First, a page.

Quinces can be used for so much more than just an accompaniment on a cheese platter. Since quinces have a high pectin content, a naturally occurring starch, they are ideal for pastes, jams and jellies. Try slow cooking, baking or pickling them in honey. One of the easiest ways to cook with quinces is poaching them in a delicious blend of spices and a touch of honey. On the savoury side, quince pairs beautifully with meaty dishes including lamb, turkey and duck. For the ultimate autumnal comfort food, substitute the usual apples with quinces in your next crumble or cobbler.

Pears

The falling of autumnal leaves also celebrates the start of the pear season. Sweet and tender William pears are usually the first pears to ripen in the season, followed by the brown Beurre Bosc and Packham. Don’t ignore the lesser-known pears which shine in their own right including the Nashi and Corella, a small pear with a sweet flavour. Choose pears that are firm and slightly swollen and plump in appearance — they are usually the juiciest.

If eaten at the right time, pears are so juicy and delicious to eat on their own. They are also the perfect accomplice for a flaky filo tart, galette or upside-down cake. Try poaching them with brown sugar, cinnamon and saffron and serve them on a bed of mascarpone, or for a simple show-stopping dessert, poached in red wine or cranberry to achieve the most beautiful reddish/purple hue. On the savoury side, try serving them with rocket and parmesan in a salad or teamed with gorgonzola and caramelised onion on a home baked pizza. Nashi pears are perfect for Asian cuisine, in a salad or a crispy slaw.

Figs

Is there anything sweeter than biting into the soft flesh of a fig on a crisp autumnal day? The limited season of the fig makes it so much more tempting. Figs are abundant during autumn and are packed full of vitamins and minerals.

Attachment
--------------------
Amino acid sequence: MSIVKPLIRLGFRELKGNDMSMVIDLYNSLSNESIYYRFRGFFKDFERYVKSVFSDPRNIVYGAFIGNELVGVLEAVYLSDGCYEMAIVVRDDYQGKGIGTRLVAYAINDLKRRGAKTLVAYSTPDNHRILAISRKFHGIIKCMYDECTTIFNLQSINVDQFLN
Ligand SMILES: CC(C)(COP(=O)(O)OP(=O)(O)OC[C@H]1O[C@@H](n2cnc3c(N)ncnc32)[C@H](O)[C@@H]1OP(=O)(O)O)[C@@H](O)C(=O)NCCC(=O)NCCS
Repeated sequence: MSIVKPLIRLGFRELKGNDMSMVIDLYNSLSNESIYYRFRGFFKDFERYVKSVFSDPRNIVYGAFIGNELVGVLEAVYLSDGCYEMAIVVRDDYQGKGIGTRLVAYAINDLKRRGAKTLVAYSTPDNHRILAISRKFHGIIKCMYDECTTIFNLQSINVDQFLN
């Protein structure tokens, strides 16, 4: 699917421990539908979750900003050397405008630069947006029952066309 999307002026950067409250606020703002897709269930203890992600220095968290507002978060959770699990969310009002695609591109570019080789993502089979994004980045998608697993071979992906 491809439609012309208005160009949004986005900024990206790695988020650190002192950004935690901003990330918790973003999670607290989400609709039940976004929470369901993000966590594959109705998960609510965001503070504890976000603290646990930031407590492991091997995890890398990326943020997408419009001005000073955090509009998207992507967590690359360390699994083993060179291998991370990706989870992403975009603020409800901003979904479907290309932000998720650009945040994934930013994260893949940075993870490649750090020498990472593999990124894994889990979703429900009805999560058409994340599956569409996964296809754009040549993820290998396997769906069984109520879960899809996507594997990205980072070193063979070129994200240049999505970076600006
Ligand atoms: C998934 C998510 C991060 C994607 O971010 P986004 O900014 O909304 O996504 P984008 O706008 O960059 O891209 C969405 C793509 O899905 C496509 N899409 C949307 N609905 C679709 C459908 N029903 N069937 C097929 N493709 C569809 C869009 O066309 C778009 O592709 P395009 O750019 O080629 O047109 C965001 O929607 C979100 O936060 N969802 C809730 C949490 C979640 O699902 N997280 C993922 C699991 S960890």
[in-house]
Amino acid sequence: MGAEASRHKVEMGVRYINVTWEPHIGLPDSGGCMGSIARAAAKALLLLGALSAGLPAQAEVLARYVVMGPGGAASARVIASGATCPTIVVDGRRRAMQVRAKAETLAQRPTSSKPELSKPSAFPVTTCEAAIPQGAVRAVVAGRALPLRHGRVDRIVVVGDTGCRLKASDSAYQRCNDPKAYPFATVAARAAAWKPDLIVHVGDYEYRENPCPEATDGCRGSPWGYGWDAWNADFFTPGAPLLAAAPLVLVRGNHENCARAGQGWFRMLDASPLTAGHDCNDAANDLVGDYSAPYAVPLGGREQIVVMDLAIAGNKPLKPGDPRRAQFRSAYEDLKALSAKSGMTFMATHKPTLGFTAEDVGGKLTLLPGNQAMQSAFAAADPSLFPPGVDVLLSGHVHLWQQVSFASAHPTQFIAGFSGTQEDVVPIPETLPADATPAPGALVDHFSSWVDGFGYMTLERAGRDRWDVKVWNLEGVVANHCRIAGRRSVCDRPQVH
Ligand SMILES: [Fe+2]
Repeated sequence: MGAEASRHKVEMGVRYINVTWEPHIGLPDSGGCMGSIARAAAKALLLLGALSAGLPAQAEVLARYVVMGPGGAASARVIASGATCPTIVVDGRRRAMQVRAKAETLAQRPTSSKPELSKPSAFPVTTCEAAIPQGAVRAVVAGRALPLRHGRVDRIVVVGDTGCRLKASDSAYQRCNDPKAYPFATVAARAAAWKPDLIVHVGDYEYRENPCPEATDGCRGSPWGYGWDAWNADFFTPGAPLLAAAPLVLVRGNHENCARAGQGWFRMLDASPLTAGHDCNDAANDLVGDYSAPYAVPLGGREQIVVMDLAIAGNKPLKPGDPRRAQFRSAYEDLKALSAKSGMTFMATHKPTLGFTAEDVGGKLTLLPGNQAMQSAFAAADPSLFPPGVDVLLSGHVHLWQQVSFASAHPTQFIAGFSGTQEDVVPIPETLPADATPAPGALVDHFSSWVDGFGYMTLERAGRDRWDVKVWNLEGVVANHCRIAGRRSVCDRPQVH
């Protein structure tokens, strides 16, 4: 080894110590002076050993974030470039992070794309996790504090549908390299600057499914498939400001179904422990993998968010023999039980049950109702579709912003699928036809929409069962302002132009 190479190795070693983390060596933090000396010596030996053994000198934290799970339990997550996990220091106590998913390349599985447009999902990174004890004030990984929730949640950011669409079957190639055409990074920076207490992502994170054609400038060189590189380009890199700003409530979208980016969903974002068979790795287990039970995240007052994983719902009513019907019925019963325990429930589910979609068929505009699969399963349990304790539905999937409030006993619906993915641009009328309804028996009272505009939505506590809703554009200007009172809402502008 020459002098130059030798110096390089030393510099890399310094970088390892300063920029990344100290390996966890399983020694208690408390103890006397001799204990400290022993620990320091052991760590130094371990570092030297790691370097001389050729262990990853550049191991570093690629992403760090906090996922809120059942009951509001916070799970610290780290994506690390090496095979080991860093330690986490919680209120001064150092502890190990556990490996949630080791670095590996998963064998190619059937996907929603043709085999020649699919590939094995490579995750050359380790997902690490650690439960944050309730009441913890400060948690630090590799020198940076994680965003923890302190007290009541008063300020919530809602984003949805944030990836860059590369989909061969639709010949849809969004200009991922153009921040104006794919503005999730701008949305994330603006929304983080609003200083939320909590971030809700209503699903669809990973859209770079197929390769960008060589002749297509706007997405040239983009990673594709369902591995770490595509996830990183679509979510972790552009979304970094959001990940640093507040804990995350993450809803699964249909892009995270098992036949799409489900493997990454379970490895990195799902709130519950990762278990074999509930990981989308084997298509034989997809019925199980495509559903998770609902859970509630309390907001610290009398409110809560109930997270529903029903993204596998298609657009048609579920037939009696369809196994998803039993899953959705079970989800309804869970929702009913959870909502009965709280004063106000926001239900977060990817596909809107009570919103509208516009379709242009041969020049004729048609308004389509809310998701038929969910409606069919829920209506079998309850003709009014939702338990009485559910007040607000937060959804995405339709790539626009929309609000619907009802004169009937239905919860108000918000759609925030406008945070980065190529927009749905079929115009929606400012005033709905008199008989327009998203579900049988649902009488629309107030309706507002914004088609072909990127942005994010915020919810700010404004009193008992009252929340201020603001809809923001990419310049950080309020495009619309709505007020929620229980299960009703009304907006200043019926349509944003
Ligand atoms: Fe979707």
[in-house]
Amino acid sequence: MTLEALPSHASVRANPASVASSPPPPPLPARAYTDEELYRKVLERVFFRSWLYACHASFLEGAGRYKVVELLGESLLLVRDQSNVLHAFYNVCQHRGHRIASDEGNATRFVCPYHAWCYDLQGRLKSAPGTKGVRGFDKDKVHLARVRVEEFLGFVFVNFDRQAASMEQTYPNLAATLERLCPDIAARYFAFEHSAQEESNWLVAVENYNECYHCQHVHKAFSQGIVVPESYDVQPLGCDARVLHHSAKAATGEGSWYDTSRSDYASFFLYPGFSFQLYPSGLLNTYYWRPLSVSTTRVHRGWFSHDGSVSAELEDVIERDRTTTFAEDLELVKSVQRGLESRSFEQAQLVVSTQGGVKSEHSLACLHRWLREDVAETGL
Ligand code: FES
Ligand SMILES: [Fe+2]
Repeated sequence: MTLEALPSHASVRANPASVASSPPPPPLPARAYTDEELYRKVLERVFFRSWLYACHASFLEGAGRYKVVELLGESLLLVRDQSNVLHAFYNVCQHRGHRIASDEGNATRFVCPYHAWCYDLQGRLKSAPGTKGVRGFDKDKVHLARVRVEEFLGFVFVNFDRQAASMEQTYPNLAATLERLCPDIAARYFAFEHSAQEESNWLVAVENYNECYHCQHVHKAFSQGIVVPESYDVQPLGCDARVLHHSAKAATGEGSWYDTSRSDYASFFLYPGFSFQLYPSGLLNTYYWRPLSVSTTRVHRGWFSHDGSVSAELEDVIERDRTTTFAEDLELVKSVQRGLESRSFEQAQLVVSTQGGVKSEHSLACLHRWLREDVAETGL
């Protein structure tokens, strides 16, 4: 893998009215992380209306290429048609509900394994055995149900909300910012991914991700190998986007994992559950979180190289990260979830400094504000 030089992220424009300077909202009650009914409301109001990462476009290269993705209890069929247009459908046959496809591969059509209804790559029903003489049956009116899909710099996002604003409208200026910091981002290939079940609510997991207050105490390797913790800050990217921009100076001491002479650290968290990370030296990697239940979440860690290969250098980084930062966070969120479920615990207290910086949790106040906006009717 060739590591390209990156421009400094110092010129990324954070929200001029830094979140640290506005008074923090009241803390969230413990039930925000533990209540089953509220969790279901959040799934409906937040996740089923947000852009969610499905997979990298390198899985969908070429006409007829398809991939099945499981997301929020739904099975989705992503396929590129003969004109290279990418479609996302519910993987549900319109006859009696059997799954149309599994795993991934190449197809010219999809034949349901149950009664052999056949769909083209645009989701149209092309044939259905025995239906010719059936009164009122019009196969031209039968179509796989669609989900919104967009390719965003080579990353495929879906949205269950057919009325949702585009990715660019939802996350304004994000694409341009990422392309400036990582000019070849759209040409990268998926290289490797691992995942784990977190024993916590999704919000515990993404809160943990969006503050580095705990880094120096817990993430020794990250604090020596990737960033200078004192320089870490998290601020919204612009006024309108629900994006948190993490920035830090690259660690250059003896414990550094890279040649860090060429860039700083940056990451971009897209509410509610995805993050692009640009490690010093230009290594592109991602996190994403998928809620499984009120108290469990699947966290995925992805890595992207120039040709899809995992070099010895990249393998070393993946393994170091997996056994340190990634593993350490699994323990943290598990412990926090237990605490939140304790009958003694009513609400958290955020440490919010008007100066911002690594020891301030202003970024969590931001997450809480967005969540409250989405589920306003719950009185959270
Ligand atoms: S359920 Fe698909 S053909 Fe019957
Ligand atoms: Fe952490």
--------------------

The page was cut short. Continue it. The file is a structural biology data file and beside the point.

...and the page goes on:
Figs can be eaten raw and are equally delicious poached or baked. Add them to a salad complemented by buffalo mozzarella and prosciutto with a drizzle of balsamic dressing, or on a wood-fired pizza with gorgonzola. On the sweeter side, they are lovely accompaniment to a panna cotta with a drizzle of honey, or to naturally sweeten your morning porridge or muesli.

Mushrooms

If you haven’t already, autumn is the time to jump on the mushie bandwagon. Get experimental and work your way through the different varieties of wild mushrooms ranging from Porcini and Slippery Jacks to Milk Caps. Nothing screams autumn more like mushroom picking! Scrub up on your mushroom knowledge and experience picking mushrooms first-hand with some foraging — just be sure to take an expert with you so you don’t pick the poisonous ones.

Mushrooms are particularly popular for a plant-based diet, since they are a great alternative to meat due to their “meaty” texture and umami profile. They are perfect for comfort cooking and are delicious grilled, sautéed and oven-baked. Think mushrooms braised in a white wine and garlic sauce on a luscious bed of pappardelle or polenta, wild mushroom risotto with shaved parmesan and truffle or just roasted or pan-fried with a splash of extra-virgin olive oil.

Persimmons

Unfortunately, persimmons are one of the most overlooked fruits. But this not so trendy fruit is so versatile for both sweet and savoury recipes. There are two main varieties: the original persimmon, well known to older generations, is a large heart-shaped fruit, ranging in colour from pale to a deeper orange; and the sweet persimmon, also known as the Fuyu Fruit, is round with a slightly flattened top. The original version is far too astringent when eaten too early and needs to be harvested once fully ripened when the flesh is soft and sweet. The sweet persimmon is a non-astringent version and can be eaten when crisp and crunchy and has an edible peel.

This fruit can be eaten like an apple or whipped up in a homemade jam or compote or added to a cake or even bread. It provides a lovely texture and sweetness in an autumnal salad.

Pumpkins

From the sweet butternut pumpkin to the big Queensland blue, pumpkins are abundant in autumn and are a must-have in your kitchen pantry. Is there anything more comforting than a big bowl of pumpkin soup on a crisp autumnal day? Think beyond pumpkin soup and get creative in the kitchen: pumpkin-stuffed ravioli with burnt butter and sage, pumpkin pie and stuffed whole pumpkins with lentils, nuts and a myriad of spices.

Pumpkin is usually reserved for savoury dishes, but get experimental and try a pumpkin pie or even pumpkin-spiced muffins or cookies. The list is endless.

Apple and Cinnamon Muffins

Makes: 12

Apple and Cinnamon Muffins

Ingredients

Method

  • 115g unsalted butter, melted
  • ⅔ cup brown sugar
  • ¾ cup milk
  • 2 eggs, lightly whisked
  • 2 apples, peeled, cored & chopped